Brian O’Driscoll was also disappointed with the failure of North and Cuthbert to involve themselves more in the game. When questioned after the match by a breathless and effusively sycophantic Will Greenwood about the Welsh duo, a slightly irritated O’Driscoll replied: “Obviously it’s fantastic [to have them on the wing] but, I think if everyone runs the right lines there are opportunities – when you’ve got guys the size of those two running down the twelve and thirteen channel then people will start marking them. Maybe they’ll come good in games two and three.”

Australian injuries had little effect on the Wallabies – In spite of losing three key backs and having to play a flanker in the centre for over half an hour, the Australian strength in depth was far superior to the Lions. The Wallabies rode their luck, played the game, and left the whinging about injuries to the Northern Hemisphere journos. Rewatching the tape the Australian team will learn much of what to expect from the Lions for the second Test.


First Test for Lions

The first Test match on Saturday is the first real test the Lions face on tour. The Australian club scene has put up little resistance to the touring party. After five matches only the Brumbies managed to notch up a win, beating an under strength Lions team on Tuesday as Warren Gatland opted to rest his starting fifteen. The Wallabies will be a different kettle of fish.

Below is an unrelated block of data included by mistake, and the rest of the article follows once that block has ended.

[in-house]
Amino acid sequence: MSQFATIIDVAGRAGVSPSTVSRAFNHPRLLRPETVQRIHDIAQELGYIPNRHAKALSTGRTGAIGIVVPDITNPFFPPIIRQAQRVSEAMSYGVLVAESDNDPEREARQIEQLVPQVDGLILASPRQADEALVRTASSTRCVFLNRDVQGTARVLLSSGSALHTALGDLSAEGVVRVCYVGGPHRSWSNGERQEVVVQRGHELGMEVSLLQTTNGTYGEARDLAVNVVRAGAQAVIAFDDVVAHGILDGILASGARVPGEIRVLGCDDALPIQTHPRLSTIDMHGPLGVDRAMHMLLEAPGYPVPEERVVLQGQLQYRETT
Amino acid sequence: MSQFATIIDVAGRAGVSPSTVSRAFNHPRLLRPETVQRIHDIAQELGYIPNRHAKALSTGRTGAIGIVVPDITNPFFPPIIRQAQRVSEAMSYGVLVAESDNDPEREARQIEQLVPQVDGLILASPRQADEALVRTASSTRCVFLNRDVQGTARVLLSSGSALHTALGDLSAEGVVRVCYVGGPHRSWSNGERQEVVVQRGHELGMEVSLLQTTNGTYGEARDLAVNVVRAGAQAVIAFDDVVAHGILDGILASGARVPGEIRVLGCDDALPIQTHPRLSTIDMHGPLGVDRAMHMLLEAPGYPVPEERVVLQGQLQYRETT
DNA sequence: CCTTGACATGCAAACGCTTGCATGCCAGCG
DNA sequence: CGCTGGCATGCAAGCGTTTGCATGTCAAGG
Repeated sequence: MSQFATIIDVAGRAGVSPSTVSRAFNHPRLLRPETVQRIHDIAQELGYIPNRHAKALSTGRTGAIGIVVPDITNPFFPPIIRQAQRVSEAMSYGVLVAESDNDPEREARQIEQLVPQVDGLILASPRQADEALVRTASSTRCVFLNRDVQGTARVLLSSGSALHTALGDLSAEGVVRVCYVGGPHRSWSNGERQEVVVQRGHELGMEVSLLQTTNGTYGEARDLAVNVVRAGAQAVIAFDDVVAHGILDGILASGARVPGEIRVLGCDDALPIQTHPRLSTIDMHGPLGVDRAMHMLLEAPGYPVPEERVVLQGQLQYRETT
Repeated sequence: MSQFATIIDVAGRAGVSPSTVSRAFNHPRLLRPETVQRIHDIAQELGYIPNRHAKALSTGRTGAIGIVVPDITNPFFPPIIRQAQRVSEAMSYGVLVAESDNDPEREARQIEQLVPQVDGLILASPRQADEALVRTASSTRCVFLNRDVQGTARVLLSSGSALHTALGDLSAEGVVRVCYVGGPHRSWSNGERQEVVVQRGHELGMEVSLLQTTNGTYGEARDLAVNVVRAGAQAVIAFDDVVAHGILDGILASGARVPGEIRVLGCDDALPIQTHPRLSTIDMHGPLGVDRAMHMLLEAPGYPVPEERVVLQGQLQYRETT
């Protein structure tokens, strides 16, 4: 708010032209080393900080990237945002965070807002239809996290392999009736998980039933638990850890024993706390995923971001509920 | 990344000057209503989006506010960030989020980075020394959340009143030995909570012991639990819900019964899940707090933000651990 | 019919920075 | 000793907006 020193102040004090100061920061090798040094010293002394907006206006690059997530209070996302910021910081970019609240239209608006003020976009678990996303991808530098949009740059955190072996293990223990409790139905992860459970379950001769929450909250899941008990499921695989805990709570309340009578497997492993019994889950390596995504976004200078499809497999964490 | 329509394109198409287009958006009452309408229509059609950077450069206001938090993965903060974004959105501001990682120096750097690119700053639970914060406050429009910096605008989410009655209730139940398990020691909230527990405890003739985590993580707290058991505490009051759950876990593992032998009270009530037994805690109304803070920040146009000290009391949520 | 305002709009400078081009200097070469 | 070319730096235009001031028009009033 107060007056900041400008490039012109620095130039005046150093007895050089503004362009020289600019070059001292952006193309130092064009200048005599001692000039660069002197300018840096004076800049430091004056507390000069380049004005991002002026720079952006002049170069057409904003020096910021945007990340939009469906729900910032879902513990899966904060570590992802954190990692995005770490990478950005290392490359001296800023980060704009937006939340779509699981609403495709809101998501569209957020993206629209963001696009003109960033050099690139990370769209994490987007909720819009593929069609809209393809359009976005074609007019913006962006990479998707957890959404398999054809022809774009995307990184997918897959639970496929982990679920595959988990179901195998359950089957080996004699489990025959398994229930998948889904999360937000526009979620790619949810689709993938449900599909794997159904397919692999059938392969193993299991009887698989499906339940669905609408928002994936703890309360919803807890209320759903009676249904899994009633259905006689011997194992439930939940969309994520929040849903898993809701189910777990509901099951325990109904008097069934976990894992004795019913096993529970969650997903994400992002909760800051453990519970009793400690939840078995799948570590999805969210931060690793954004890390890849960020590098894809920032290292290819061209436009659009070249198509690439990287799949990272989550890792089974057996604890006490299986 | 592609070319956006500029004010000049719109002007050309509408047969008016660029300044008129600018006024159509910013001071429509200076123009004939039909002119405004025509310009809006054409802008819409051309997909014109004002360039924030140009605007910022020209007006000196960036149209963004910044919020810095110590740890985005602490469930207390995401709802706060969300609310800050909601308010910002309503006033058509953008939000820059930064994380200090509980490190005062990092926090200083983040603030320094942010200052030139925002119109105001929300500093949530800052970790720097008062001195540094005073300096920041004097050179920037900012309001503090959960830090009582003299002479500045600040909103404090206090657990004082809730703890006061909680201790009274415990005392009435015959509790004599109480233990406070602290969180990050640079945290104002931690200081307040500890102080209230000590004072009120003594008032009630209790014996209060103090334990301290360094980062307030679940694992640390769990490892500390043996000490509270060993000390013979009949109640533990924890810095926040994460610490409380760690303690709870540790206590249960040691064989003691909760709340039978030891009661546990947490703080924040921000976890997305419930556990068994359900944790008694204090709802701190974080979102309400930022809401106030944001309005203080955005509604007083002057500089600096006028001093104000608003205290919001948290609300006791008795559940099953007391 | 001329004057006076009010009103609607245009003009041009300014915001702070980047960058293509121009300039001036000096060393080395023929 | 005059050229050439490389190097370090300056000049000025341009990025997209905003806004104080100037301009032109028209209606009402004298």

I think the Lions will win tomorrow, but there are *ahem* areas of concern.

Alex Corbisiero – Brought in as a loose head replacement for the injured Cian Healey, Corbisiero has made little impression in the warm up games, and has looked far less impressive than Mako Vunipola. The only logical reason for Gatland’s selection could be a wish to introduce Vunipola as an impact sub to create havoc in the loose for the final twenty minutes or so. Should the Wallabies win the first scrum of the match, even Gatland will know that his gamble has failed.

The Lineout – The throwing of Alex Hibbard and Rory Best in the warms ups left Gatland with no choice but to select Tom Youngs at hooker. Over the six matches played the Lions have won 51 lineouts and lost 17, meaning that one in three lineouts are going to the opposition. However the stats are slightly misleading: the Lion’s greatest lineout weapon Paul O’Connell has barely caught a ball (seven Lions have caught more than him) in an effort to keep the Australian coaching staff in the dark.

The Centre – Injuries to Jamie Roberts and Manu Tuilagi have forced Gatland to select Jonathan Davies at inside centre. Ordinarily selected at 13, Davies will have a steep learning curve to fulfil the battering ram role designed by Gatland for the tour. As a rangey all-rounder, Davies will depend on the two Irish men flanking him for support. However should either Jonathan Sexton or Brian O’Driscoll fail to perform in their attacking duties, the Lions will be in trouble.

Wide Australian play – There are rumours that the Aussies could switch to spinning the ball wide (ala the Brumbies on Tuesday) which could test the Lions on both wings. With Alex Cuthbert’s defence a perennial subject of conversation and George North coming off a hamstring injury, the Lions could struggle against fast attacking play. However the Lions might well be able to take advantage of any expansive Australian play through the open field territory kicking of Halfpenny and the counter attacking pace of both Cuthbert and North.